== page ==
Allowing chickens to free range around your yard can reduce their stress.

Which will help keep them more healthy overall.

They will also eat grit in the form of weeds, grass, worms.

And other delicious things they find in the yard.

This will also help out their digestive system, making them healthier overall.

  • However, there are dangers to letting chickens roam.
  • Most importantly, they are more susceptible to predators if they are not kept in the safety of their coop. Consider fencing off an area of pasture or grassland for your chickens to roam in, and making sure there is some type of overhead coverage to ward off birds of prey.
  • You should let your chickens out during daylight hours and then put them back in their coop before dark. This will keep them safe from predators.

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7. Quarantine new chickens.

Try not to add new chickens to the flock right when you get them.

If you buy or receive chickens from a person, they may carry a disease.

To prevent this, it is best that you make sure that the chicken doesnt carry a disease before adding it to your flock.

  • You should quarantine new chickens anywhere from 7 to 30 days.
  • During this time, watch them for signs of illness, such as fluid coming from their eyes or scaling on their legs. You should also inspect their bodies for signs of infections, such as the presence of mites or lice.

Best Practice to Prevent Chickens Diseases

8. Prevent visitors from spreading disease.

If you have friends or family who also raise chickens.

You should be cautious about letting them have contact with your flock.

Contagious diseases can be spread from humans who contact chickens to your birds.

  • Make sure that visitors have on clothes and shoes that are clean and that they have washed their hands before touching your birds.

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9. Give your birds daily check-ups.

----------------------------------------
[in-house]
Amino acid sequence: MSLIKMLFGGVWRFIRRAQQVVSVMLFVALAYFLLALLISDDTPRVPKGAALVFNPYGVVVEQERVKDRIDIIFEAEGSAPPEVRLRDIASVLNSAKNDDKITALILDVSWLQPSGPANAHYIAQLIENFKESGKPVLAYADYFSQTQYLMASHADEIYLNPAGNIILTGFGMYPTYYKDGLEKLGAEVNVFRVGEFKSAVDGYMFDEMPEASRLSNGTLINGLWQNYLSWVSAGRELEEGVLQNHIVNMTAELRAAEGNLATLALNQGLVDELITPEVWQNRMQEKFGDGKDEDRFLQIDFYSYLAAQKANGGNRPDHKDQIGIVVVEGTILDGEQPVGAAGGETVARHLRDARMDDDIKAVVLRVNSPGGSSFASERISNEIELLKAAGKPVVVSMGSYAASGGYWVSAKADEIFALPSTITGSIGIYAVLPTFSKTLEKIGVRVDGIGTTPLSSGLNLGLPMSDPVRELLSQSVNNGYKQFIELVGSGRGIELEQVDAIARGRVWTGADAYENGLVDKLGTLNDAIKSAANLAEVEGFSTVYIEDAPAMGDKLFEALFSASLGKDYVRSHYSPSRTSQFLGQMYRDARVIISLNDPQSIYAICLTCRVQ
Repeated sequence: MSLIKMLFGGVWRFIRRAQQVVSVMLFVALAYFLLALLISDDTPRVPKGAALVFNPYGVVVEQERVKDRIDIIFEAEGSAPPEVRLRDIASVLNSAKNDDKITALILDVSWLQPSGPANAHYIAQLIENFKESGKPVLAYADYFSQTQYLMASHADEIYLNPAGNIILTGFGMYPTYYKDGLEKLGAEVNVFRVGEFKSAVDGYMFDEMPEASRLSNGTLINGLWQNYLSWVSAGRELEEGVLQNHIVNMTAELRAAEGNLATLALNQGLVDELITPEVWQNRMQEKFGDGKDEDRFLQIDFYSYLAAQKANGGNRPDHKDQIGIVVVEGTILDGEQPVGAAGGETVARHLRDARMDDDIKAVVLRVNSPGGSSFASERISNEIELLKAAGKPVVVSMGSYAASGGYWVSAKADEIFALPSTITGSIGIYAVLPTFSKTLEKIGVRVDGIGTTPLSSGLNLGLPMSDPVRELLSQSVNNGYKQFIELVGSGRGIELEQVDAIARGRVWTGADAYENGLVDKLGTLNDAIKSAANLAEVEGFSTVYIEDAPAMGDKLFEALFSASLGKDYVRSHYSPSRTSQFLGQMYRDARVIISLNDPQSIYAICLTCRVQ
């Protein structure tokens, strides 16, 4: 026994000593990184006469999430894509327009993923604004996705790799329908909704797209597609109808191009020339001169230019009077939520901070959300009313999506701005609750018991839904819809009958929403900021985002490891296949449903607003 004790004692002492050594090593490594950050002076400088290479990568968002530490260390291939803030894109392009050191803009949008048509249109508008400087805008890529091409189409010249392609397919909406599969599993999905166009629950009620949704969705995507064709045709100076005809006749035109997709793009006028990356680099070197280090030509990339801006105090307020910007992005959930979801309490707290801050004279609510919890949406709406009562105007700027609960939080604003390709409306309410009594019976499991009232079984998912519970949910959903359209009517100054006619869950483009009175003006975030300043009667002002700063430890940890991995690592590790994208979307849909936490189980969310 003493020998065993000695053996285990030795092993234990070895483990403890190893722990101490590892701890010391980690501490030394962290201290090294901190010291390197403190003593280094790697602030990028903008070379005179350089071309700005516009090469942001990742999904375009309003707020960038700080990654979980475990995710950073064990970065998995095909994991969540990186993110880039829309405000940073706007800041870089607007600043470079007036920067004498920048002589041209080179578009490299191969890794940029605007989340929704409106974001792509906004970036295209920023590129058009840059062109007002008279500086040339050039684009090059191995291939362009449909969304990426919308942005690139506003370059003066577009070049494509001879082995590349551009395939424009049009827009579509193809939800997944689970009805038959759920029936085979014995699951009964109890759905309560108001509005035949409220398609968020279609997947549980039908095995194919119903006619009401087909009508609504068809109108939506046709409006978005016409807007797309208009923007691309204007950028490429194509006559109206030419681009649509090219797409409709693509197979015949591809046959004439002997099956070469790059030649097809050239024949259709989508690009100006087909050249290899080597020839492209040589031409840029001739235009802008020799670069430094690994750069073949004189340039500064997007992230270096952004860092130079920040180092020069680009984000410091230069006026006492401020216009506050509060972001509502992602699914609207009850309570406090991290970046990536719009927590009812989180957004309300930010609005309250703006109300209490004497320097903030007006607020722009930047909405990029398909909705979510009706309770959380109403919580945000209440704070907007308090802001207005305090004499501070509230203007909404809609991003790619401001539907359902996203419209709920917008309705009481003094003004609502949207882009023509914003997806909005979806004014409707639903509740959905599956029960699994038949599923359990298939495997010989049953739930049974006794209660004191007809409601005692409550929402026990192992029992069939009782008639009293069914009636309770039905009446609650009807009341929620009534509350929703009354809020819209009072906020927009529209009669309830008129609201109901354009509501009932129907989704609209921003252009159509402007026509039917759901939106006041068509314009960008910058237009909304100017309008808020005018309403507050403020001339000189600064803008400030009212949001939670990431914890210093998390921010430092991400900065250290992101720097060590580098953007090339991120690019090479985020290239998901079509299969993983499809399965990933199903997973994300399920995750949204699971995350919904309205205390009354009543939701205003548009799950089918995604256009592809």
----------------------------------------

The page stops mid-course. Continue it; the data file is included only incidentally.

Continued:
Because chickens are flight animals, they will often hide their symptoms of illness until it is too late.

Because they dont want to appear weak to potential predators.

However, with daily checkups, even if your birds do get sick.

You can still catch it before time runs out.

10. Signs to look for include:

  • Lethargic behavior
  • Paralysis
  • Difficulty breathing
  • Suspicious or abnormal stools, including diarrhea, all white stool (should be brown with white top).
  • Blood in stool, or worms
  • Sneezing
  • Huge drop in pecking order
  • Wounds

11. Have signs of illness checked out and treated.

Consult with a veterinarian on the phone or take your bird to the vet if you see any signs of illness.

Identifying and starting treatment for illness right away can help your chicken survive even life-threatening diseases.

  • If your bird has signs of an illness that it has had before, you may want to begin the treatment that you have used in the past right away. For example, if your bird has visible wounds, clean and disinfect those right away.
  • Isolate a chicken if you think they may be sick. This minimizes the chances of them passing a potential illness onto the rest of the flock.

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Best Practice to Prevent Chickens Diseases

12. Vaccinate your chickens.

Vaccinations are necessary if your chickens have suffered from disease in the past.

You should also vaccinate them if they have been in multiple flocks.

Or there have been outbreaks of disease in your area.

You can buy vaccinated chicks from a breeder or farm store but veterinarians can also supply vaccinations.

Some diseases that chickens can be vaccinated for include:

  • Marek’s disease, which is a virus that can cause paralysis, lesions, and tumors.
  • Newcastle disease, which can result in bloody diarrhea, dyspnea, and tremors.
  • Infectious bronchitis, which is a highly contagious respiratory infection.
  • Infectious laryngotracheitis, which causes a cough, gasping, and a drop in egg production.
  • Fowl pox, which is marked by pus-filled wounds that may scab and cause irritation.
  • Fowl cholera, which results in anorexia, cyanosis, watery diarrhea, and death.

Best Practice to Prevent Chickens Diseases

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13. More tips

  • If you have any sickness in the flock, be sure you quarantine those chickens and care for them last in your routine to prevent spreading any infection through contact.

  • Use your common sense with handling chickens.
  • Wash your hands thoroughly after handling birds, after cleaning anything.
  • After touching anything that has touched the birds, and especially after touching a sick bird and feces.